Joseph Desch & The Bombe
It began in 1918 when an eleven year old boy by the name of Joseph Desch first saw a crystal radio set in a store. He later recalled that “right then and there I knew what I wanted to do with my life.”
Joseph’s daughter, Deborah Anderson, says her father passed his first amateur radio license exam in 1926 and spoke fondly of evenings when he would repair radios for fellow students at the University of Dayton.
“Not only had he gained the skill necessary for building and repairing radios, but long before his graduation in 1929 with a degree in Electrical Engineering, he had begun experimenting at home, using various gasses and metal filaments in vacuum tubes blown in his basement laboratory.” says Debbie.
After working for General Motors Radio and Frigidaire, Joseph was hired in 1938 to work for the National Cash Register Company in Dayton to begin the Electrical Research Laboratory.
“The move to NCR changed my father’s life, allowing him to capitalize on his love of electronics and research.”
He began to experiment on ways to develop an electronic counter. A contract was signed with M.I.T. Labs to develop a ‘Rapid Arithmetical Selector’.
“In addition, in the summer of 1940 the National Defense Research Committee had requested that the NCR Laboratory develop electronic defense equipment.” says Debbie. “The objective was a counter, operable at one million counts per second In short , he and Bob Mumma, who had joined him at NCR, were quickly establishing the Electrical Research Laboratory as a pioneer in electrical computation.”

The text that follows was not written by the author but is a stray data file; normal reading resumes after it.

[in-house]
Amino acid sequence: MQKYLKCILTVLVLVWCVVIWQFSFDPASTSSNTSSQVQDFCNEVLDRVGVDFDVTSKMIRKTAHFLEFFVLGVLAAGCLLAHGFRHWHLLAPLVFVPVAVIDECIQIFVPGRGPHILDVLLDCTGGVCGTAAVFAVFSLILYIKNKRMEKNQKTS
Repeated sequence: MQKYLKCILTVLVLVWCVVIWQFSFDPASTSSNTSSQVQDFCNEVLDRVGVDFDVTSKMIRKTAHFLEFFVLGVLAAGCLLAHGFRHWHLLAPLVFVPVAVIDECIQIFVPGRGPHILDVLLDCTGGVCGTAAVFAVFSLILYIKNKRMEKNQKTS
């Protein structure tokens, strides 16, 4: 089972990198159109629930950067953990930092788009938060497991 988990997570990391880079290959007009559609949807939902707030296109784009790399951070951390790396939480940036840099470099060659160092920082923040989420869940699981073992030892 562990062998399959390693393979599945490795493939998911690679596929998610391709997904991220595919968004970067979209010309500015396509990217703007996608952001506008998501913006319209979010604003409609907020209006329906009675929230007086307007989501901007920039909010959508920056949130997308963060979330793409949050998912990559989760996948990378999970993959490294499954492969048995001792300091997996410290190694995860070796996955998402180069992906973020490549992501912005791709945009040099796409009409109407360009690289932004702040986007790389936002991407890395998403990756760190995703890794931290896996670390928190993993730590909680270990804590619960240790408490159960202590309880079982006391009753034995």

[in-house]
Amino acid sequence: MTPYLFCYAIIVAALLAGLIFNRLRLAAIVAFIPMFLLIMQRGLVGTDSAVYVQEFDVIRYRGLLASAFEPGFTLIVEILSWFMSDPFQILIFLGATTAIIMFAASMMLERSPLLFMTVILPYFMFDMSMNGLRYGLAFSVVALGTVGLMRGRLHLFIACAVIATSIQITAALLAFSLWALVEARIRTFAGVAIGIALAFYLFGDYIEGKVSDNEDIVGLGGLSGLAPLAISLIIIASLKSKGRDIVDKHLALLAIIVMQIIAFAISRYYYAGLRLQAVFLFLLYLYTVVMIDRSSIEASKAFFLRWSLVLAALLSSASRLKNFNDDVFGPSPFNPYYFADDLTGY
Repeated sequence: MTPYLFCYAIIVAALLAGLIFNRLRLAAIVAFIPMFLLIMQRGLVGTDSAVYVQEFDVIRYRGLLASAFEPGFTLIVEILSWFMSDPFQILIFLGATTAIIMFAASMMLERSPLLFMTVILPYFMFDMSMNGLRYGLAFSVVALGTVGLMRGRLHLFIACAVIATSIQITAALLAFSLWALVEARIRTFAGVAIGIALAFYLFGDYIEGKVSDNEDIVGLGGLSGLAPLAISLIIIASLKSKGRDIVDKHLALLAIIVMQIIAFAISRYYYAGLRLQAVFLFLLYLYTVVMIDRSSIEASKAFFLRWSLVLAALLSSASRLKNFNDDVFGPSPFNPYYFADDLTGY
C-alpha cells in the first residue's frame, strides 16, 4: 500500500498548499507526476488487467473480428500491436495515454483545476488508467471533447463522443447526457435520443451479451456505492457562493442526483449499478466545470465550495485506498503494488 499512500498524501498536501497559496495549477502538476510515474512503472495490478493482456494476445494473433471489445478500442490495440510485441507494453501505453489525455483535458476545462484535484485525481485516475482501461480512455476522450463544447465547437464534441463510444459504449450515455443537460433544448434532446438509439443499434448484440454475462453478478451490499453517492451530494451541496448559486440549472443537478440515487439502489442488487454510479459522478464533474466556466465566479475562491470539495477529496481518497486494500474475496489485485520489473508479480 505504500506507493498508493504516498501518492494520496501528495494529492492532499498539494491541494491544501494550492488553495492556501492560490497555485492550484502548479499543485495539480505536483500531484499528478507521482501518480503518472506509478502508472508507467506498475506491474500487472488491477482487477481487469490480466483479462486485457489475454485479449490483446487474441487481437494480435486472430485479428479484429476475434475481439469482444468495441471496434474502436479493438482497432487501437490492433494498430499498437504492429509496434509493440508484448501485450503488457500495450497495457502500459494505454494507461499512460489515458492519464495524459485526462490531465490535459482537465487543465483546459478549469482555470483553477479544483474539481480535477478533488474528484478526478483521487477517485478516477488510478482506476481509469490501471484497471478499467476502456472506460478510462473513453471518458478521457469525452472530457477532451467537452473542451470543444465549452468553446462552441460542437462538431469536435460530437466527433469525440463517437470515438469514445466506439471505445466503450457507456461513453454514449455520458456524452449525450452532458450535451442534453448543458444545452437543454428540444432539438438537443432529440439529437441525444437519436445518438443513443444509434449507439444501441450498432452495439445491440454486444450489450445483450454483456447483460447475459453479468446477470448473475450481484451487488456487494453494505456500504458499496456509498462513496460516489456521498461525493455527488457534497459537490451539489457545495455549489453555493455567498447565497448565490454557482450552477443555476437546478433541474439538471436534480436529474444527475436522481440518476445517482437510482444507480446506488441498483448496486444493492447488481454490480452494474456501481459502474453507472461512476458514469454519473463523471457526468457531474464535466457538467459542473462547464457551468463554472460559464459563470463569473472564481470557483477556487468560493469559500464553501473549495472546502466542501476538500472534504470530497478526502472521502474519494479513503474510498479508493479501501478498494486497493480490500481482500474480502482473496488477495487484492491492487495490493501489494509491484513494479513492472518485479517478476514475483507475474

In 1941 their research drew the attention of the Navy in its search for a company to accept Defense contracts.
“Their initial contract grew into the Naval Computing Machine Laboratory, which opened at NCR on March 9, 1942. The facility, under the command of Captain Ralph Meader, with Joseph Desch as Research Director, was housed in Building 26 on Stewart Street.”
Pressure was put on Joseph and his engineers to develop a code breaking machine. The German military was using a machine, called the ENIGMA, to encode secret messages. British cryptanalysts, using a machine called a ‘Bombe’ had been successful in decoding these messages at the beginning of WWII. However in February of 1942 a fourth rotor was added to the Naval Enigma, thereby rendering the British bombe almost useless.
The reading of these coded messages was very important to the war effort. By 1942 German Submarine U-boats sank more that 1,660 ships in the Atlantic. It was estimated that one in five Allied seamen's death were caused by U-boats. Fortunately, the U-boats would communicate with a base on shore to plan their attacks. Desch worked with British scientists to develop the first US code-breaking computer. Six times faster than its British counterpart, it enabled the Navy to decode the radio communications sent and received by the U-boats. This information was useful in helping the Allies both avoid and destroy U-boats.
Plans were made and in April 1943, the Waves began arriving in Dayton to help build the bombes as quickly as possible.
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